Elephants hardly ever get cancer, but until now, researchers were stumped as to why.
In a study that could help lead to a way to wipe out the disease in people, researchers identified a cancer-destroying mechanism involving a gene that encodes for the tumor suppressor protein p53.
"We believe that p53 plays a key role in cancer suppression in mammals," said Joshua Schiffman, M.D., a pediatric oncologist at the Huntsman Cancer Institute, the University of Utah School of Medicine and the Primary Children's Hospital. Schiffman led the study appearing in the Journal of the American Medical Association.
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"Evolution had 55 million years to learn how to avoid cancer in elephants," he added, "and now we have the great opportunity to learn from this about how to treat and prevent cancer in humans, and other animals, like dogs and cats."
Before the new discovery, elephants were considered to be a walking conundrum. They have 100 times as many cells as we do, so they should be 100 times more likely to have a cell slip into a cancerous state. Yet, that's not the case. Schiffman and his team report that the cancer mortality rate in elephants is less than 5 percent, compared to 11–25 percent in people.
To investigate the mystery, Schiffman and his team collaborated with Utah's Hogle Zoo and the Ringling Bros. Center for Elephant Conservation. The scientists extracted white blood cells from elephant blood drawn during routine wellness checks. They then subjected the cells to treatments that damage DNA, a cancer trigger. In response, the p53 mediated cells committed suicide.
Further analysis found that elephants have at least 40 copies of genes that code for p53, while humans have a measly two.
"Of note, over half of all human cancers are missing functional p53, another clue to its importance in suppressing cancer," Schiffman said.
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As for why humans and certain animals, like dogs, are so cancer-prone versus elephants, he said that it is due, in part, to metabolism, reproductive strategies and lifespan. Women reproduce until their mid 40s and sometimes even into their early 50s.
"After this time, humans no longer directly pass on their genes to the next generation and the human cancer rate dramatically increases at this time until old age," Schiffman said, adding that p53 function begins a steady decline as well.
"In contrast," he added, "an elephant's size is so large, and elephants reproduce throughout most of their lifespan of over 50 years old. If elephants were not protected from cancer, the species would risk extinction because all young and non-reproductive elephants would be at such high risk to develop and succumb to cancer before they could pass on their genes."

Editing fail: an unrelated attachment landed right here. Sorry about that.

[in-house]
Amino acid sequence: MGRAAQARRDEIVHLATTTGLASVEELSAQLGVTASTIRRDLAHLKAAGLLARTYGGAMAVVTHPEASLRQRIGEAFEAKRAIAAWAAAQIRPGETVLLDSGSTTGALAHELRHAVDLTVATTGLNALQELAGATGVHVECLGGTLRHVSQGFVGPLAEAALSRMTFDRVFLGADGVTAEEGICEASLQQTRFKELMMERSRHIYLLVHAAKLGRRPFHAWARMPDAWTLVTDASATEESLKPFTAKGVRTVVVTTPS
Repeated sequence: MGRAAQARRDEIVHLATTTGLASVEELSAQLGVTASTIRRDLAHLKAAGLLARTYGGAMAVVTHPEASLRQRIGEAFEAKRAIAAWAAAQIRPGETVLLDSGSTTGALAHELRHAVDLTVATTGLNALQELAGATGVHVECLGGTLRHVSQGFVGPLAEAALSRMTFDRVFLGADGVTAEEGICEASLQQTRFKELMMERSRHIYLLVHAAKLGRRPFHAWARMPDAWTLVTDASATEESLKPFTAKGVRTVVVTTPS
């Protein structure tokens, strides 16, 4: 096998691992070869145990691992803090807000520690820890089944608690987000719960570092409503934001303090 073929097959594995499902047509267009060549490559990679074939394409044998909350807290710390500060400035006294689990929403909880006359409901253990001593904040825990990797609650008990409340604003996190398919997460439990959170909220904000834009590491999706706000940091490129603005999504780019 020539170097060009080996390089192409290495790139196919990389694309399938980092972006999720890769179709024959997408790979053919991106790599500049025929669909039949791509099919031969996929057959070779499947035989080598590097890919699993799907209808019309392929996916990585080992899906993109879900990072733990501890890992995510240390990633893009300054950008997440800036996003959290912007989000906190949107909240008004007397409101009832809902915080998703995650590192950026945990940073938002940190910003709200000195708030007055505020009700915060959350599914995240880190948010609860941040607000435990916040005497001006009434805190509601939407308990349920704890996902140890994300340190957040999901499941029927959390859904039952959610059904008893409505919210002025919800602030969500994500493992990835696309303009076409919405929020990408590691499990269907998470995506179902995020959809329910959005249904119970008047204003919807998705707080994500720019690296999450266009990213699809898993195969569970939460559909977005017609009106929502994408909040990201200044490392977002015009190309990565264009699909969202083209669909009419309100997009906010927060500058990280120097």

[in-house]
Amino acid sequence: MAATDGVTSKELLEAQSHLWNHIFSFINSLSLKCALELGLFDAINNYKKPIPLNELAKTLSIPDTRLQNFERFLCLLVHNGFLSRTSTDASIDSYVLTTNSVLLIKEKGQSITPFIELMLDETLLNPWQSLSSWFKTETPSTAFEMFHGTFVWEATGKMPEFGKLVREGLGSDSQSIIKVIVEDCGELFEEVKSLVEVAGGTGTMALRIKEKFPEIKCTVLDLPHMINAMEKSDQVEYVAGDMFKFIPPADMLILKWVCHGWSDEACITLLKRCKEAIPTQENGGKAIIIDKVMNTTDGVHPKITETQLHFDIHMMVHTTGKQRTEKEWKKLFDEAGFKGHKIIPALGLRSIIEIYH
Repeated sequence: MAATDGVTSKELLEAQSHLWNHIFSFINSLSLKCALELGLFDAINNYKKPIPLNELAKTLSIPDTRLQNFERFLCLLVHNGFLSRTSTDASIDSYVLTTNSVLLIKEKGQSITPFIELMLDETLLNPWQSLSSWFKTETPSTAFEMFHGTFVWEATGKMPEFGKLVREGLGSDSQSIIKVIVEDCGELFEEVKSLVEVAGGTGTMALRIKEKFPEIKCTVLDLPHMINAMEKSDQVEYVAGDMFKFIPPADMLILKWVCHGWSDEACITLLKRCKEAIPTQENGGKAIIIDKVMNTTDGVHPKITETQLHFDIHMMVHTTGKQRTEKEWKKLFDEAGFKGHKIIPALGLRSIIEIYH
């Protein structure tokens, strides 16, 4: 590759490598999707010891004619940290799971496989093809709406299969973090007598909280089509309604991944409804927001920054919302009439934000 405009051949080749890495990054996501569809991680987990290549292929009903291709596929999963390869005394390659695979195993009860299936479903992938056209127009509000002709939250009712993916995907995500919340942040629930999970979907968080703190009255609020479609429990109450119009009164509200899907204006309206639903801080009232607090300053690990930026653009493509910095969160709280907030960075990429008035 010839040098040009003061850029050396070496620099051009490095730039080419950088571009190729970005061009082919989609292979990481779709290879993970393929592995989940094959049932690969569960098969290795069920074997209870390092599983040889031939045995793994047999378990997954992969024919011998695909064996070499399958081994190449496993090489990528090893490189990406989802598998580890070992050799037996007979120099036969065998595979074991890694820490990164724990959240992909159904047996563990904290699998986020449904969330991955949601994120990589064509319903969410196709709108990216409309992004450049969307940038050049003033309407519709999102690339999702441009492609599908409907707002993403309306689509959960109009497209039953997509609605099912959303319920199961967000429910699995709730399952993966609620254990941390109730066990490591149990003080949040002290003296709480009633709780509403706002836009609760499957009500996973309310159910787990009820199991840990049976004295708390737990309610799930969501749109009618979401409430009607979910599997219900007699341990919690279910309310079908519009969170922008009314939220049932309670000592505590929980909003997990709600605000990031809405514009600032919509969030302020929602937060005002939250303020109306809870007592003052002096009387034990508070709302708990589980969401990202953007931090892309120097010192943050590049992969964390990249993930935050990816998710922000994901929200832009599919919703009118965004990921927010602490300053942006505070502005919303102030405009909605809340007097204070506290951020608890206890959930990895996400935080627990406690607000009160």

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New approaches to treating cancer, based on p53's power, are now in the works. Schiffman and his team, for example, plan to investigate natural or synthetic compounds that can mimic the amplification of the p53-associated gene seen in elephants.
The Feld Family, owners of Feld Entertainment, Inc., the parent company of Ringling Bros. and Barnum & Bailey and the Ringling Bros. Center for Elephant Conservation, have just announced that more than $1 million will be donated to support this cancer research and to care for children suffering from the disease and other illnesses.
David Malkin, M.D., a staff oncologist and senior scientist at The Hospital for Sick Children in Toronto, says the new research presents "some intriguing observations to support a mechanism by which elephants utilize excess copies of p53" and their associated genes.
He believes that further research on elephants, and other animals that tend to ward off cancer, "may indeed provide some clues as to how we might better harness p53-regulated cellular pathways in humans."
Two other nearly cancer-free animals are the naked mole rat and the bowhead whale, which appear to use different genetic mechanisms to prevent the disease. These two animals, as well as elephants, do share a strategy of genetically killing off damaged cells.
Schiffman said, "This may be more effective of an approach to cancer prevention than trying to stop a mutated cell from dividing and not being able to completely repair itself."